Born in the Democratic Republic of the Congo (the former Zaire, if you get confused about African geography), Makabu has fought 15 of his fights in South Africa, where he lives, three in Monaco, once in Luxembourg, and once in Kinshasa in his native country, where he beat Glen Johnson in 2014. This will be his first trip to the United Kingdom, and will almost surely be the most hostile crowd he's ever fought in front of, and you never know exactly how any fighter will respond to a trip abroad like this one, even if it's not their first time fighting on the road. This is a truly big fight in a truly big venue for a truly big reward, a chance to become world champion, which may not mean a lot to you or me in these days of diluted paper titles, but means a ton to the fighters who eat, sleep, and breathe boxing in order to win those belts.

Makabu's win over Mchunu, who was and is also considered a legitimate contender, is the real difference in the cruiserweight résumés between he and Bellew. Bellew does have some decent wins, though he's also labored to victories over Cleverly and Masternak, his two best cruiserweight opponents, and he didn't end them definitively the way that Makabu did against Mchunu.

Matchup Grade: B. It will be a unique atmosphere at Goodison Park, and I'm a sucker for a big or at least different atmosphere, so that gives this fight a slight grading bump for me. Plus, it's well-matched, and Bellew, despite being at home and the A-side of the fight, is going to really have to earn this belt if he's going to become world champion for the first time. That or he could win a robbery. I mean, it is boxing. There's always that chance. And since it may be abnormally high in this instance, let's take a look at the judges in particular.

Officials: If you're curious, the referee is Victor Loughlin of the United Kingdom, and the judges are Jack Woodburn of Canada, David Sutherland of the United States (Oklahoma), and Jun Bae Lim of South Korea.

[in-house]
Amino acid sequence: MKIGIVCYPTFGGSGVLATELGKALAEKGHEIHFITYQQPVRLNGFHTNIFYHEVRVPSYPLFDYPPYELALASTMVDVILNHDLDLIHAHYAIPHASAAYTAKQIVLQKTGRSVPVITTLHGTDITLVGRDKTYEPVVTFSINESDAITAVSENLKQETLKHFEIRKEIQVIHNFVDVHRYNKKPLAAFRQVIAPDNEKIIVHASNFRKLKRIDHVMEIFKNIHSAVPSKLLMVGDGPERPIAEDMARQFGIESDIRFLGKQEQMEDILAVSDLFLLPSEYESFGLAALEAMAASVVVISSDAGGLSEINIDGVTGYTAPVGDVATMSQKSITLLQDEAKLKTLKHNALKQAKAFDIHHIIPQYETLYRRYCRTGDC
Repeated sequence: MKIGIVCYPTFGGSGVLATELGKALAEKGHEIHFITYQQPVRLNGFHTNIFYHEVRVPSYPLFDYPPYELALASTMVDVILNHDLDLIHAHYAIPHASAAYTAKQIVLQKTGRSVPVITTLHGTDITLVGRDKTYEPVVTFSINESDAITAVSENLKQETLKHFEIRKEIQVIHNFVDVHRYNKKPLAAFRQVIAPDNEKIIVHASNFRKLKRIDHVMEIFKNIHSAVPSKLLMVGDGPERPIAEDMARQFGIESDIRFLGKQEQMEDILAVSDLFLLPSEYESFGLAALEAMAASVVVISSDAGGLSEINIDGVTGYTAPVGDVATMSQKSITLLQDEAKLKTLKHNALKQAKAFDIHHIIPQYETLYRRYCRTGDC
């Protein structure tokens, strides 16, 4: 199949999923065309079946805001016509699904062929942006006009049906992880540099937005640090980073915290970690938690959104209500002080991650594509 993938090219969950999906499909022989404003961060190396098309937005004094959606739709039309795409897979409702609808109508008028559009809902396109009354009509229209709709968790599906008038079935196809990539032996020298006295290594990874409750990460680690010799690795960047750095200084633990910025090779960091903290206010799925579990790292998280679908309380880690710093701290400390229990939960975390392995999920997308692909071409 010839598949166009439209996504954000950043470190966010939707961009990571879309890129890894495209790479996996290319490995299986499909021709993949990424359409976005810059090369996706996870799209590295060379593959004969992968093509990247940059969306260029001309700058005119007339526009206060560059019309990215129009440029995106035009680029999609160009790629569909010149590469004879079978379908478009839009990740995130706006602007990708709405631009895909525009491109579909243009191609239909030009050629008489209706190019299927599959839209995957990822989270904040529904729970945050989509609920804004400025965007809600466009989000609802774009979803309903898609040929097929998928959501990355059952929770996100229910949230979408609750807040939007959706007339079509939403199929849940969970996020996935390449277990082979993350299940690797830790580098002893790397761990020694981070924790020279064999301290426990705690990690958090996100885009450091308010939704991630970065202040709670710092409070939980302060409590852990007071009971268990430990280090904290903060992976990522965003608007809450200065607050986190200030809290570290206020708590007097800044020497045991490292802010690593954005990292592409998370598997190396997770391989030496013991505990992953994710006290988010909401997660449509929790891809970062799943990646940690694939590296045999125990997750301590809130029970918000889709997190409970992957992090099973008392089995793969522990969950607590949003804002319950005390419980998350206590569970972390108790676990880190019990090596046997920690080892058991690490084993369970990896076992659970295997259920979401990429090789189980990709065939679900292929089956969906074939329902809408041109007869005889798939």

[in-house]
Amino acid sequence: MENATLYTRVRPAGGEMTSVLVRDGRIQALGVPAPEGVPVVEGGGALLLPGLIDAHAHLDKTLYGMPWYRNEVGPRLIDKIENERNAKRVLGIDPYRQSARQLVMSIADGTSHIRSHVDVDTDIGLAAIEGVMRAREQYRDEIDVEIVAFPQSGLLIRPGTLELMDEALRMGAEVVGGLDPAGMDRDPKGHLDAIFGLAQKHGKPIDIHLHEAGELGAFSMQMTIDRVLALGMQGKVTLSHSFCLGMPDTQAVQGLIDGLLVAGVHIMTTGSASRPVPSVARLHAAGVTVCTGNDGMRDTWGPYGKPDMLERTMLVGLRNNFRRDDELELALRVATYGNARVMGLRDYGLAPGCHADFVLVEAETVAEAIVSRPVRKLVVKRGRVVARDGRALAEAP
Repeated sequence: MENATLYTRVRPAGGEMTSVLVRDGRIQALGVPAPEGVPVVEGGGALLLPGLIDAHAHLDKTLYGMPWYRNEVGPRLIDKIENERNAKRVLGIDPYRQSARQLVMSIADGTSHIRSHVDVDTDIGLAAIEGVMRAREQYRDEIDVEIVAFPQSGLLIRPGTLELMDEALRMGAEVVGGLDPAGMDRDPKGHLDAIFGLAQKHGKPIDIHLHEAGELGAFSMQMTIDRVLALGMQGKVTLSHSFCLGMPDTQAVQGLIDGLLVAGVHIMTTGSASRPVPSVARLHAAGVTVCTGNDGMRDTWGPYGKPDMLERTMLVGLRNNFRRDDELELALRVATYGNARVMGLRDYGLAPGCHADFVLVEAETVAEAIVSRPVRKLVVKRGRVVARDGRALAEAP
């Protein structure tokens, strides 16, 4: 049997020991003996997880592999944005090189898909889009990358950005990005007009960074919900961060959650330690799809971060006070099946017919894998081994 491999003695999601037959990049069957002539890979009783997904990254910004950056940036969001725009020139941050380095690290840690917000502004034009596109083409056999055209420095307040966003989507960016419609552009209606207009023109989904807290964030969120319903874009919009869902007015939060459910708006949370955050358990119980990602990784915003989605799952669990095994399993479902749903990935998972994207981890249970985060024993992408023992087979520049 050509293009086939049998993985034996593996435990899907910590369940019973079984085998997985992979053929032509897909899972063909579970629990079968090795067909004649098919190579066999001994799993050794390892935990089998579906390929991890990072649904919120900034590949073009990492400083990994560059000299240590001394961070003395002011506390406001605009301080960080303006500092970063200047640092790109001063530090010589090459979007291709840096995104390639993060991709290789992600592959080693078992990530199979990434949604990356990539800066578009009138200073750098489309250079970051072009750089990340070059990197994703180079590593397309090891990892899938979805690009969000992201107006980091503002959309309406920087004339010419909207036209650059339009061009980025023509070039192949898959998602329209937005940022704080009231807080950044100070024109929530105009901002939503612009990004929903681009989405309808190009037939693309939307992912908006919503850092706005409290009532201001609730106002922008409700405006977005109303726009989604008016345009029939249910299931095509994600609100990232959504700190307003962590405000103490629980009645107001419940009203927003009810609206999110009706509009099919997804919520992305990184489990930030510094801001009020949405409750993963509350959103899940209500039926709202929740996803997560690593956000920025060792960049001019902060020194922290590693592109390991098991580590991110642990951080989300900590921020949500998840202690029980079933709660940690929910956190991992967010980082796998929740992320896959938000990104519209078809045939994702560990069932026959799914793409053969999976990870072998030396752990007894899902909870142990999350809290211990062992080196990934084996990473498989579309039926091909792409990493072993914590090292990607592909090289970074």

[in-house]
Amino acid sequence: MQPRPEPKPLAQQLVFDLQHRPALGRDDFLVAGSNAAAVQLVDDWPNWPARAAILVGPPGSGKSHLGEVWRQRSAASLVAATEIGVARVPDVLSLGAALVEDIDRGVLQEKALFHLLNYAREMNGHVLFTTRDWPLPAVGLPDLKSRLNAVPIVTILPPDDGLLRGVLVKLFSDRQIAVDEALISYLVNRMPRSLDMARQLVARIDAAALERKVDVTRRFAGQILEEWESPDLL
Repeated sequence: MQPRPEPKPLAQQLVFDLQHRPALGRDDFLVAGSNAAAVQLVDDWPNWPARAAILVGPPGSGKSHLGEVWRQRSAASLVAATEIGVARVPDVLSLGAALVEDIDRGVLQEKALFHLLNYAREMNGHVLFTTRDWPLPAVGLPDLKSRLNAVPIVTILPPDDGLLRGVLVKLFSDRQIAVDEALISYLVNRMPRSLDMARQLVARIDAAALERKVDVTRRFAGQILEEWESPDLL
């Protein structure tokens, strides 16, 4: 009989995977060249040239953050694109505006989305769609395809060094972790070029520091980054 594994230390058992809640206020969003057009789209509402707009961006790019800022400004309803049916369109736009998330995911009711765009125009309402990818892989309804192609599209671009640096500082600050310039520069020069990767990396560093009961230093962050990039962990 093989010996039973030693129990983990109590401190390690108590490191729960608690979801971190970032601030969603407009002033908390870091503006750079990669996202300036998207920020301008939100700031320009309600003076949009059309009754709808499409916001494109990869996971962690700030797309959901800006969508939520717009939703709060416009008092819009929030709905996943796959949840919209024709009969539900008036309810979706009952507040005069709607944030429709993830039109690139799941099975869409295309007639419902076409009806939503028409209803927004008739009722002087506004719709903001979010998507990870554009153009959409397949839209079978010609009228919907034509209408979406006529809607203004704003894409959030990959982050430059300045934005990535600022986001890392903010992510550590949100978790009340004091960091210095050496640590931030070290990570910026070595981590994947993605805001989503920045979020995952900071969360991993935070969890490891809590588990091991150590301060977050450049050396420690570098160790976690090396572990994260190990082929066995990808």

(Following stats according to BoxRec.com)

Woodburn has judged 24 world title fights: 12 in the United States, eight in Canada, two in Japan, and one each in Monaco and Bermuda. He has a habit of getting assigned to world title fights that come in somewhat unusual locations in the U.S., such as Oregon, Michigan, Arkansas, Tennessee, and Ohio. Two fights of his stick out to me. One was the Julio Cesar Chavez Jr vs Marco Antonio Rubio fight, which I had closer than most, and so did Woodburn, scoring it 115-113 for Chavez. The more important is the Carl Froch-Jermain Taylor fight. At the time of the 11th round knockout, Woodburn had Froch ahead, 106-102. He was the only judge to have Froch up, and it was a reverse of how the other judges had it, both scoring it 106-102 for Taylor, which is around what most folks had. That fight was considered an almost desperation rally for Froch to score the late stoppage, but Woodburn hadn't seen it that way.

Sutherland, from Oklahoma, has judged 15 world title fights: six in Japan, six in the United States, two in Mexico, and one in Germany (counting interim title fights). He's a veteran judge, but I have a healthy distrust of all boxing officials from Oklahoma and Texas.

Lim has judged 12 world title fights, 11 of them in Japan, and one in Thailand. In all of them, he had scorecards that lined up with the other judges.